• Compliance officers

• Money laundering compliance officers (MLCOs)

• Money laundering reporting officers (MLROs)

• Those involved in ‘senior management functions’

Although there is no guidance on what constitutes senior management, with such functions to be designated as such by the JFSC by notice in due course, one can look for guidance to the UK’s Senior Managers and Certification Regime. While the Jersey system is unlikely to be as prescriptive as the UK’s, it is likely to include individuals who have a significant influence on Jersey firms’ operations but who are not acting in a formally recognised function (unlike group heads of compliance, chief risk officers, other members of the C-suite for example), as well as those influential parties who sit in the wings but don’t have a formal regulatory position.

Our experience tells us that compliance professionals are already feeling under pressure in businesses and the move to include them in the civil penalty net means that they will increasingly feel that burden. Sometimes overstretched, maligned and marginalised, it is likely that members of staff discharging compliance responsibilities are going to be demanding more from employers in terms of resources, remuneration and respect (a novel take on the ‘3Rs’), and understandably so. A move to increase demand for compliance professionals without any relaxation or investment in the underlying skills is likely to lead to wage inflation and an increase in the speed of the employment merry-go-round whereby staff move from firm to firm in pursuit of attractive packages.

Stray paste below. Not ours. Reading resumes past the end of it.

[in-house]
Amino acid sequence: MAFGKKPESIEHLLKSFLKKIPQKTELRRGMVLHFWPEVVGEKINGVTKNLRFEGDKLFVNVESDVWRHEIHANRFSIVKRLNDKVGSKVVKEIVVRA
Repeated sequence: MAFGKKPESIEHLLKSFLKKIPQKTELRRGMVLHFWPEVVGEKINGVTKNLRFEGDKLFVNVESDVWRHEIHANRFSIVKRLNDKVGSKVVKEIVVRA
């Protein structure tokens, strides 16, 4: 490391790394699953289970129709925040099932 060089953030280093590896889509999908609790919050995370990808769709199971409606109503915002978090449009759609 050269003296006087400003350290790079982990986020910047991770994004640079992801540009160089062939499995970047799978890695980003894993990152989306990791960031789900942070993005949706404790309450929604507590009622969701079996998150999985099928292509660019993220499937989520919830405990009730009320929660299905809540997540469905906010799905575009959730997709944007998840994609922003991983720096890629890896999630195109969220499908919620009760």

Equally, there might be a more pernicious effect whereby employees captured by civil penalties, who are not senior enough to be shareholders or directors, which gives them not only more decision-making power and financial compensation for the risk taken, might simply decide to leave the industry, taking valuable skills and knowledge out the door. The financial services sector has long worried about Jersey creating an unlevel playing field, but it could well be that the pursuit of international compliance perfection could have a materially adverse impact in the long term. Unfortunately, a decision not to comply would have a more damaging effect. On a more positive note, the proposed and inevitable extension of the civil penalties’ regime is throwing the profile and position of key persons into sharp relief. This may lead to more positive debate and progress in terms of raising the profile and seniority of compliance professionals and increased board appreciation and support for its compliance personnel.

With our own firm transitioning from Duff & Phelps to Kroll in 2021, we are also experiencing change. We begin this new chapter with a fresh look and a clear and confident vision for the future, building on our specialisms in valuation, expert services, investigations, cyber risk, corporate finance, security, restructuring, legal and business solutions, data analytics, due diligence and regulatory compliance.

Being an independent advisory firm with nearly 5,000 professionals in 30 countries and territories around the world, paired with the latest technology, we are positioned to give our clients clarity ̶ not just answers ̶ in all areas of business. That is why we are best placed to give firms rounded solutions and advice to complicated AML/CFT problems.